Tenant Issues – The Good, The Bad & The Ugly

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Tenant Issues – The Good, The Bad & The Ugly
Tenant Issues – The Good, The Bad & The Ugly

Real estate investors and property managers can improve their tenant relations by dealing with tenant issues quickly and fairly. Whether times are good or bad, the cost to re-let a vacant unit can frequently make it a far better investment to retain a tenant who pays their rent on time and is, in all other ways, a good tenant.

Tenant issues can involve complaints on their part, or can require that the property manager or owner deal with the tenant’s activities or payment patterns in a way that keeps things on track and rents paid.

The Good: If you have a tenant who is always on time or early with their rent payments, follows all the rules, and is a good property citizen, then you might want to show them that they are valued. Perhaps a coupon to a local restaurant or other small gift now and then would make them feel that they are appreciated. It could make the difference in keeping them when lease expiration rolls around. At the very least, jump right on their maintenance problems and handle their concerns with respect and interest.

The Bad: This could be a tenant who is a chronic complainer, or one who annoys their neighbors on a regular basis. Or, they may pay the rent late frequently. For whatever reason, you will want to document all interaction with them. If there is a neighbor complaint, document it in writing and provide any warnings or other notices in writing as well. If the situation escalates to “the ugly,” you’ll want to have a record of all your communications with the problem tenant. Always act according to the terms of the lease, as the rules work both ways.

The Ugly: We’ve now reached the stage where the tenant is not paying rent, or their rule-breaking behavior has become a huge problem. We have decided that we want them out of the unit, and a new less troublesome tenant in the unit as soon as possible. Hopefully, you have thoroughly prepared for this eventuality with your attorney’s guidance. Eviction is a relatively speedy process in most states, but that speed is based on the landlord or owner doing everything right and in the correct time frame.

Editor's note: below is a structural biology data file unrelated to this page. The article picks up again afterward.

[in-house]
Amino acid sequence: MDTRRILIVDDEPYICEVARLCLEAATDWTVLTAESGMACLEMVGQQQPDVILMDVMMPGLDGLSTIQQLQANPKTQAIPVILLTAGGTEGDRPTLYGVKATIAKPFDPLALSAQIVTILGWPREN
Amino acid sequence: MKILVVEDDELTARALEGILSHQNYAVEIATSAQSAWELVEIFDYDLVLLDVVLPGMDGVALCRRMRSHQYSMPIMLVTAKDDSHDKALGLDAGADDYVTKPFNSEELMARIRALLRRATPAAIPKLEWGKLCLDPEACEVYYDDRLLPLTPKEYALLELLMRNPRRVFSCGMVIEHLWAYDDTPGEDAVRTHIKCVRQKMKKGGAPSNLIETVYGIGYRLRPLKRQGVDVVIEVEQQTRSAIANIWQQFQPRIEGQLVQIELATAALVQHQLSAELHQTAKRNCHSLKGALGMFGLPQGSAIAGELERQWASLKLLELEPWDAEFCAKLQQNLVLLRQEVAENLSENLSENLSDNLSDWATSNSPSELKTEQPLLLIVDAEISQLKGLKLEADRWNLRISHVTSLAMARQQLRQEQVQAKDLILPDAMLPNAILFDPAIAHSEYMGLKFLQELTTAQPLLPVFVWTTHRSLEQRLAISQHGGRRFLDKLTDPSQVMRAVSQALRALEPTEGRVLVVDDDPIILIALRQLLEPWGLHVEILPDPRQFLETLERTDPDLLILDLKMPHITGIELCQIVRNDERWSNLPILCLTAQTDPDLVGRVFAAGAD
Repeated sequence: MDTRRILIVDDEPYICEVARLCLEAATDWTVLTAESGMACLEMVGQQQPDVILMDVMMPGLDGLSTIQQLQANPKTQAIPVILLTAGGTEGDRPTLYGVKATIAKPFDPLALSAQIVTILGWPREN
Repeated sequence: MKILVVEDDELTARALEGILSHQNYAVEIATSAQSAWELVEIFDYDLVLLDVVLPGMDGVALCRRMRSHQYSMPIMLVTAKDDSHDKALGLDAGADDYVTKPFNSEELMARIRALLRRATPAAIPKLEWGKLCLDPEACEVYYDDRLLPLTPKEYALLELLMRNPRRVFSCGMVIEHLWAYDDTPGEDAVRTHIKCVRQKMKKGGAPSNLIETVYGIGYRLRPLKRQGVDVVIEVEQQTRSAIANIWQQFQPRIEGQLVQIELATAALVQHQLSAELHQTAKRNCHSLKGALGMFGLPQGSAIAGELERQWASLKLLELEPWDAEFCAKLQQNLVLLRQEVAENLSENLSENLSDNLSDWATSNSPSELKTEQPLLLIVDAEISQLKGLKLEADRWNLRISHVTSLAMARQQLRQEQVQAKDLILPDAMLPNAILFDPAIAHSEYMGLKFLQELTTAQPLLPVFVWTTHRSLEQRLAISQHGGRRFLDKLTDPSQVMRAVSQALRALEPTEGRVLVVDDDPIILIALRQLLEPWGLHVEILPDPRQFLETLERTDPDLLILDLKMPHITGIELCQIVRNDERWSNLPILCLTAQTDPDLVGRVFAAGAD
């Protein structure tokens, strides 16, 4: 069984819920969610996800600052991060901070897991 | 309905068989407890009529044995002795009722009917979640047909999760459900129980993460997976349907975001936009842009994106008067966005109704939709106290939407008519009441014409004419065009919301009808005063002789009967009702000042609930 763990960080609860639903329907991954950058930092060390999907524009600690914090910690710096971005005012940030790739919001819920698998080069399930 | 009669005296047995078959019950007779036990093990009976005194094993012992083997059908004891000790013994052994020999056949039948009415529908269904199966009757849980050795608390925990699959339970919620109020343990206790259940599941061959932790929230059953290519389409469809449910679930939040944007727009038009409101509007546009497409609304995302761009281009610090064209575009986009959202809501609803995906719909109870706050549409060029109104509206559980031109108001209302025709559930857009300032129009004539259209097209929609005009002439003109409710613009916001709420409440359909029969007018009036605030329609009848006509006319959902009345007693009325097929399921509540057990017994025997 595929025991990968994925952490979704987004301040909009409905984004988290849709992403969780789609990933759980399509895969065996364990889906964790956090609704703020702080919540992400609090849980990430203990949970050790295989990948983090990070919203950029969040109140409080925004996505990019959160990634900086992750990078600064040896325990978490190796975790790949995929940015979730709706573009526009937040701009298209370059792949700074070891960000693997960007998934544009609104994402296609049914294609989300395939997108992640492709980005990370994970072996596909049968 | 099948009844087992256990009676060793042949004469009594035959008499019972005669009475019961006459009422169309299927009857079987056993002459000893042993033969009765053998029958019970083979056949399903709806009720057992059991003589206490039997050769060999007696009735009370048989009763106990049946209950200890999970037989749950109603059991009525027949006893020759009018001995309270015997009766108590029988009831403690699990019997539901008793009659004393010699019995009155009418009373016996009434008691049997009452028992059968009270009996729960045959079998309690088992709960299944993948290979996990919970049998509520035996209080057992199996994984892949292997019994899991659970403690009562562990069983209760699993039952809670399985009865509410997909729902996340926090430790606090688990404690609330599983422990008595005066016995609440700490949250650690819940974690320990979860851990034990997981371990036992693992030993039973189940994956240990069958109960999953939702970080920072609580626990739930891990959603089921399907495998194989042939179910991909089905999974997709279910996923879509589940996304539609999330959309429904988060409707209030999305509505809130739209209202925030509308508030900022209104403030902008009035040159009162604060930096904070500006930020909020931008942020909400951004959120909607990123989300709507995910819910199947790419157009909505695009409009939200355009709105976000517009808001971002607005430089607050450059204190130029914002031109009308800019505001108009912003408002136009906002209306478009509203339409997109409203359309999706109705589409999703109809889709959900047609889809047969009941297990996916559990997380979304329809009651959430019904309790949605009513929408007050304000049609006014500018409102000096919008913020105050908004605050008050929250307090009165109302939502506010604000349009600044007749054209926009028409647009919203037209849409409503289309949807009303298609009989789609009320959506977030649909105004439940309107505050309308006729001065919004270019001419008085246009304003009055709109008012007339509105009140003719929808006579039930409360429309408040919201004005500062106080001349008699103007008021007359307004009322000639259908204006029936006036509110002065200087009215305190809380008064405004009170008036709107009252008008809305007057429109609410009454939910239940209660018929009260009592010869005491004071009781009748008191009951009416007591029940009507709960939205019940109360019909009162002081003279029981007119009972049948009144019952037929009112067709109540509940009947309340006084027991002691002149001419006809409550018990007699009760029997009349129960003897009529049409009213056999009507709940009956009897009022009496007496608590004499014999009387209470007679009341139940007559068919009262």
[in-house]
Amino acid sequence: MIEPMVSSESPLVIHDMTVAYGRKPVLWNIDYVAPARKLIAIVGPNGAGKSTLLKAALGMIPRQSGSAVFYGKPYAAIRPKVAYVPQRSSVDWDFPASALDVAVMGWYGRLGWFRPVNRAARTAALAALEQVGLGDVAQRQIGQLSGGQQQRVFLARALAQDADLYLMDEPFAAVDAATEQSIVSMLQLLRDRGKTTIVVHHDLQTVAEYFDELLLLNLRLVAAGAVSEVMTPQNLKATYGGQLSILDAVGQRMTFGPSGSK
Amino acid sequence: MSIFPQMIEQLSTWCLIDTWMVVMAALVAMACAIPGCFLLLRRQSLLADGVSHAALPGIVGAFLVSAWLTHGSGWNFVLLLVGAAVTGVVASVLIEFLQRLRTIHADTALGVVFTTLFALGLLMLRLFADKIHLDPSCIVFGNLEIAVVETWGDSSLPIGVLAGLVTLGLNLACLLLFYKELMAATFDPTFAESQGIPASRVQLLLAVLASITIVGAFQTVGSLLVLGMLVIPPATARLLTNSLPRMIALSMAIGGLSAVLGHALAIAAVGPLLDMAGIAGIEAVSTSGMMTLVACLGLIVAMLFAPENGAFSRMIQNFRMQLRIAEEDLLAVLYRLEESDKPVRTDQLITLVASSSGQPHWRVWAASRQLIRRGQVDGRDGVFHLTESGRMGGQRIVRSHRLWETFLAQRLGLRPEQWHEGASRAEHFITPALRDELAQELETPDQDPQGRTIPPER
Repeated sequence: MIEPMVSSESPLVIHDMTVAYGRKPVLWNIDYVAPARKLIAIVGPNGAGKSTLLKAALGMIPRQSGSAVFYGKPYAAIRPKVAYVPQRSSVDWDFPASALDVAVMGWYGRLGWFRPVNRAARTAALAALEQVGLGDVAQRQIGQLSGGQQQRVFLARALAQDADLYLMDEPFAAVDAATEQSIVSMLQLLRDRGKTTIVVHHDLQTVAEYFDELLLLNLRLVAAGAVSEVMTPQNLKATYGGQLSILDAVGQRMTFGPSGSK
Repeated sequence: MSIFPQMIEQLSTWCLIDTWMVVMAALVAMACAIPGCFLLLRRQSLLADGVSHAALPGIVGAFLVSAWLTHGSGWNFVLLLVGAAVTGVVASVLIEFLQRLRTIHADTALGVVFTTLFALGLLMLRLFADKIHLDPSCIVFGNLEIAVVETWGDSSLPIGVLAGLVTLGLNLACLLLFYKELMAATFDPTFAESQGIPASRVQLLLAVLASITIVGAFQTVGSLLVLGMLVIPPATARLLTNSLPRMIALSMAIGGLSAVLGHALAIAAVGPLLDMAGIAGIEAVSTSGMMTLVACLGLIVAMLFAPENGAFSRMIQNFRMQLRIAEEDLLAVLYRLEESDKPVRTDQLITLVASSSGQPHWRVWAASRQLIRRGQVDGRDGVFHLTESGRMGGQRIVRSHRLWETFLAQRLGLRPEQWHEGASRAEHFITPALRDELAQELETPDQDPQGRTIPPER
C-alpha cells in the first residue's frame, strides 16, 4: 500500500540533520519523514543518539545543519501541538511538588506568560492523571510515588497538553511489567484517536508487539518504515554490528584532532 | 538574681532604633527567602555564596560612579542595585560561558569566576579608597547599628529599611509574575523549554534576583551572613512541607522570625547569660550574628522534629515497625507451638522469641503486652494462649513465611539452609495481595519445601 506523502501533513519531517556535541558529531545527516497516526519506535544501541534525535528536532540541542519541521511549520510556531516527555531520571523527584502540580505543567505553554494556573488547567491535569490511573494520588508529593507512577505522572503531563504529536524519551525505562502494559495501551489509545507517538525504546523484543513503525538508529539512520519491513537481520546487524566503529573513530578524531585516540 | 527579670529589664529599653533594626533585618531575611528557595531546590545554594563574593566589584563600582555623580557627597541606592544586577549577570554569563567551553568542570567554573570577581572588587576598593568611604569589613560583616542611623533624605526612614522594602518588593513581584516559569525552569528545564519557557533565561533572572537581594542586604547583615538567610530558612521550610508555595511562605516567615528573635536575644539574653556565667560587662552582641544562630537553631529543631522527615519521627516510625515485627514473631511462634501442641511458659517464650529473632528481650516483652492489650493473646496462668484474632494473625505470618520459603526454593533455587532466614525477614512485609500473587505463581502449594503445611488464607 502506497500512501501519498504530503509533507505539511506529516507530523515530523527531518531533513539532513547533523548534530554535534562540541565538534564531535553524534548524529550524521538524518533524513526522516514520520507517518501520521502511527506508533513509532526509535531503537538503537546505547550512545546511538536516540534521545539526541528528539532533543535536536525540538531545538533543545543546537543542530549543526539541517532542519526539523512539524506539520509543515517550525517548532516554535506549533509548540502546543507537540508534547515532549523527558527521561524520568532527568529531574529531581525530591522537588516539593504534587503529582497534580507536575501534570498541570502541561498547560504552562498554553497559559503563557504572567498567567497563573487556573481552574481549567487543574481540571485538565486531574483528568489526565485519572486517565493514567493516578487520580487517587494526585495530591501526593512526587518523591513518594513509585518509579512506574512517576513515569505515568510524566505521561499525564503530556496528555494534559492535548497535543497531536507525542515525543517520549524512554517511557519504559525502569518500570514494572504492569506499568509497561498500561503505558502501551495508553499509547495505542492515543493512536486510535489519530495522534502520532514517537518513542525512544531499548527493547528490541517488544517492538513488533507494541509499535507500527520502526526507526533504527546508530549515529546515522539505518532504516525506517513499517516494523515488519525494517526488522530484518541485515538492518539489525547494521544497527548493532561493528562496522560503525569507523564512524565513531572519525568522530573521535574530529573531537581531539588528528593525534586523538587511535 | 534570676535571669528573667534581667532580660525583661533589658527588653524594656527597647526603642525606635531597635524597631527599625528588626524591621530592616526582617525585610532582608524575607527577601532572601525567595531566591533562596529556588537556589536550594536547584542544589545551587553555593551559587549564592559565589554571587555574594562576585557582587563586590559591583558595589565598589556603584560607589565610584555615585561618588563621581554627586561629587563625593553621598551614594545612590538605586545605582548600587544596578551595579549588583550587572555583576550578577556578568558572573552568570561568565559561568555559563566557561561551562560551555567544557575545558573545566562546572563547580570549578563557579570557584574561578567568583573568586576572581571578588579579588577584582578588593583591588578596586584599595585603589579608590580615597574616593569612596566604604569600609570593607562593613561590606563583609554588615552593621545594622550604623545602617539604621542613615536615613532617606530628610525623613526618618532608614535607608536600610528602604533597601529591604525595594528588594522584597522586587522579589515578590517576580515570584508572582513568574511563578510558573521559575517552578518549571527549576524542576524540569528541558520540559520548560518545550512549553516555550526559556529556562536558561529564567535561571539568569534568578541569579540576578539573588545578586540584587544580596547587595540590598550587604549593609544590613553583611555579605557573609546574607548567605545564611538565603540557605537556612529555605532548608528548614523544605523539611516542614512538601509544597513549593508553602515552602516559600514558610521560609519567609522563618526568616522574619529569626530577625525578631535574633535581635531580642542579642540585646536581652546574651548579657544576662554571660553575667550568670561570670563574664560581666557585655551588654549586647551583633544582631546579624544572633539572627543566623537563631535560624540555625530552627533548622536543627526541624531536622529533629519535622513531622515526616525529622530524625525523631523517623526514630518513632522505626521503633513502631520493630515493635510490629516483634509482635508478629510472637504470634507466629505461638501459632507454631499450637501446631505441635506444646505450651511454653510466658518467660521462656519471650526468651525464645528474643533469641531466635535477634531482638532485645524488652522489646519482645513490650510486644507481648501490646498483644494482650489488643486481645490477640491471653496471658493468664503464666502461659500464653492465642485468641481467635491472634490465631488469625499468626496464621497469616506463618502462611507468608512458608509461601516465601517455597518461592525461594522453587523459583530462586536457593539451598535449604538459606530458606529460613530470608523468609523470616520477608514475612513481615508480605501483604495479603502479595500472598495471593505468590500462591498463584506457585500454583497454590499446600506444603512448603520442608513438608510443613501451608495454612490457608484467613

• Have you issued the proper notices to the tenant per your state law?
• In most places, you cannot in any way disturb the property of the tenant, even if they have disappeared.
• If there is no tenant to dispute eviction, or if they lose the dispute, then you will be granted an order of eviction by the court.
• Normally, the order is served after notice by the local sheriff. Again, you cannot open the unit and remove their belongings on your own.
• Be sure to follow the letter of the lease and state law as to how any deposits will be handled, retained or refunded.

Dealing with tenant issues is part of the job of property manager or real estate investor/owner. Preparing for eviction with strong lease documents and the advice of an attorney will make the process run smoother. And, if they are a good tenant, find a way to make them feel appreciated. It could increase your return on investment a lot.



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